Deaccessioning Artworks

At times, Mia deaccessions artworks, a process through which artworks legally leave Mia’s collection under the oversight of its Board of Trustees.

Why does Mia deaccession artworks?

Deaccessioning artworks is an important part of museum collection management. Mia constantly assesses its collection to refine it and make it stronger. The American Association of Art Museum Directors (AAMD) provides strict guidelines for museums to ethically deaccession and dispose of artworks.

Mia may deaccession an object for a number of AAMD-approved reasons:

  • •Duplicate example: An object that is an identical copy to another accessioned object, making it redundant within the collection.
  • •Forgery: An object that is created, adapted, altered, or imitated with the intent to deceive. Copies, studio replicas, and reproductions are not considered forgeries, though they may later become forgeries through knowing and willful misrepresentation.
  • •Outside of the museum’s collecting priorities: For example, Mia would not collect coinage, dinosaur bones, or geological specimens.
  • •Poor or inherently unstable condition: An object or artwork that is not of requisite museum quality. Such objects are not suitable for display in the galleries; they are unsuitable for exhibition or study, and they may have deteriorated beyond reasonable repair.
  • •Repatriated: The return of cultural objects or works of art to their country or nation of origin (usually referring to archaeological material, sacred objects, or funerary objects), or its former owners and/or heirs (usually referring to looted material). Contested objects range widely from sculptures and paintings to monuments and human remains.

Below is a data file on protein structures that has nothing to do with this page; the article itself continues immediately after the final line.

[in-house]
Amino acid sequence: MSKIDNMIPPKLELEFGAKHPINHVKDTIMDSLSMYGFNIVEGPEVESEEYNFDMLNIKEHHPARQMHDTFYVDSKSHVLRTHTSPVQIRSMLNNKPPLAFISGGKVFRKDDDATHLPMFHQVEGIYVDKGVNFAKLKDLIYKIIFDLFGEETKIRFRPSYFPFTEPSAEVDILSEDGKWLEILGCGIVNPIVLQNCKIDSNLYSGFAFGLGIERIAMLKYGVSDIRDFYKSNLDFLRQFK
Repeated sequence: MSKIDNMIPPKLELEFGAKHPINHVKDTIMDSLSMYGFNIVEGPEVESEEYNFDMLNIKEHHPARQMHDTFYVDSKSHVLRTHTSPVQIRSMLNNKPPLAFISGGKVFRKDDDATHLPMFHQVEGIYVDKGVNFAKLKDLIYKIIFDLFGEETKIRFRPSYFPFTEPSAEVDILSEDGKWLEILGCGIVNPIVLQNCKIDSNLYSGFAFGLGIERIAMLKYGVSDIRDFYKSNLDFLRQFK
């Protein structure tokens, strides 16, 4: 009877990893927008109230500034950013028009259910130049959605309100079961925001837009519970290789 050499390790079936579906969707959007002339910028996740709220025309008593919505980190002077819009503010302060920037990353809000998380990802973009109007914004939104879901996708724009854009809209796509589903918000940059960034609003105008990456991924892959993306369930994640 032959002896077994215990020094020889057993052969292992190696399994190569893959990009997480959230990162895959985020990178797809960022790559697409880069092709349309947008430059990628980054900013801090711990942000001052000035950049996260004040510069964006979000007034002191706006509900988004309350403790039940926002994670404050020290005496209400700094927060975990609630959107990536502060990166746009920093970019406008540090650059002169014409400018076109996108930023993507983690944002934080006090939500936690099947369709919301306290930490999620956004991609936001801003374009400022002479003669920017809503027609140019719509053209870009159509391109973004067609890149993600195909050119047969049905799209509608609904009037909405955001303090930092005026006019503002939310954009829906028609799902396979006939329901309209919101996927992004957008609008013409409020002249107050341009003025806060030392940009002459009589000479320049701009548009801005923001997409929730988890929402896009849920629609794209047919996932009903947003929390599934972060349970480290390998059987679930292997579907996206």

• •Secondary example: An object of which we have a primary, superior example. A secondary example is not of the first order of quality.
  • •Extensive restoration: This object shows evidence of heavy restoration with a majority of non-original components.

Deaccessioning Procedures

A curator will produce a deaccession proposal for an artwork identified as a candidate for removal from the collection. This document makes the case for why the object does not fit the standards or collecting mission, cites comparative examples, and, if required, the views of subject experts. It also recommends a means by which the object can be removed from the collection (sale at public auction, consignment to a dealer, or gift to another nonprofit organization). The proposal is submitted to the Accessions Committee, composed of members of Board of Trustees, who are empowered to approve or reject the artwork’s deaccession.

Approved Removal Processes

AAMD’s preferred methods of artwork disposal include: sale, transfer, or exchange with another public institution; sale through publicly advertised auction; and sale or exchange to or through a reputable, established dealer. As Mia is a municipal art museum that holds its collections in public trust, it is unethical for Mia to deaccession artworks to financially support museum business other than collections growth and conservation. Any revenue realized from the sale of deaccessioned artwork is added to Mia’s art accession or art conservation funds.

Notable Deaccessions

Athenian Red-figure Volute Krater

In 2011, the Minneapolis Institute of Art agreed to transfer a 5th century B.C. Greek volute krater acquired in 1983 to the US government for delivery to Italy.

Leger, Smoke over Rooftops

In 2008, the Minneapolis Institute of Art returned Fernand Leger’s “Smoke Over Rooftops” (1911) to the Kann Association after careful research into the painting’s provenance proved it had been looted by the Nazis.

Reliquary of St. Theobald

In 2012, the Minneapolis Institute of Art agreed to transfer a head-shaped reliquary made ca. 1400. Evidence had emerged in 2011 that the reliquary, which was acquired by Mia in 1983 from the Heim Gallery, had been stolen.